The outcome was despair rather than delight: Elfriede Jelinek was awarded the Nobel Prize for Literature, but declined to appear at the awards ceremony. Instead, she recorded and published a video message entitled »Sidelined«.»Elfriede Jelinek is afraid of the award« (article in German only)
There was one piece of music that she played time and time again: »Die Winterreise« by Franz Schubert
SAVED BY WRITING AND MUSIC
Jelinek and music is partly a story of suffering. As a young woman it was hard for her to withstand the pressure that her studies and her mother exerted on her. She cut herself, was often ill and thus absent from school.
She suffered from panic attacks that developed into an anxiety disorder. At the age of 18, the illness was so severe that for a year she was unable to leave her parents’ home on the outskirts of Vienna, where she still lives to this day.
She says that writing and music saved her at the time. And there was one piece of music that she played time and time again: »Die Winterreise«, the song cycle by Franz Schubert and Wilhelm Müller about a solitary, restless wayfarer who sees only death before him, while time and life pass by. Later on, Jelinek used the song texts in many of her works.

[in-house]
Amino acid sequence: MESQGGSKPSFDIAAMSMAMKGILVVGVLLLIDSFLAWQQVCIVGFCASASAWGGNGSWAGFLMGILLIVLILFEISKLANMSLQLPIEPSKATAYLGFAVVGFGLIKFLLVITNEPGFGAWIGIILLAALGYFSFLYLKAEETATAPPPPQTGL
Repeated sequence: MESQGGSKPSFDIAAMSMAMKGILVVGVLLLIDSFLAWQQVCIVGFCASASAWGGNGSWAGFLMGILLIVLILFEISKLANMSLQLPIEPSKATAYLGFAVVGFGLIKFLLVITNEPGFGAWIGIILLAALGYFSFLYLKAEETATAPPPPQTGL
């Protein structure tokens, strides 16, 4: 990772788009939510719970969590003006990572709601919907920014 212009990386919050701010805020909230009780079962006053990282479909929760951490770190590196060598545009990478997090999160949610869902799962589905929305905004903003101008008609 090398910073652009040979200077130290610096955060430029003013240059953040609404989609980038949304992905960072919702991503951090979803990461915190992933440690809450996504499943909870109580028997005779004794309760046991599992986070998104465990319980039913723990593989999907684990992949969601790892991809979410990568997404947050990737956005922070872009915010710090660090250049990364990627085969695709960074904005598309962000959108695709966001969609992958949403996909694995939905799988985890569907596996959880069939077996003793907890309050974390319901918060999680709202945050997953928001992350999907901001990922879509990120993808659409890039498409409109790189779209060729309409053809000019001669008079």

JELINEK'S OWN Winterreise
In 2011 Jelinek published her own »Winterreise«, an eight-part cycle in which her own author’s voice merges with other voices. It’s a work about loneliness and the many forms it can assume. Firstly, there is the life of a narrator who has withdrawn from life and only obtains her material from the internet and the media – or from her memories of a larger-than-life mother figure and of little sources of escape: for example, the first-person narrator uses the money for her tram ticket to buy some sweet chestnuts, then she has to walk all the way home »with the sweets in her mouth«.
We also encounter Natascha Kampusch, a girl who was kidnapped in Vienna in 1998 and then held captive in a cellar for 3,096 days. Jelinek regularly incorporates real-life events into her texts, often spectacular criminal cases; she says herself that reality is »tells the author what to write«.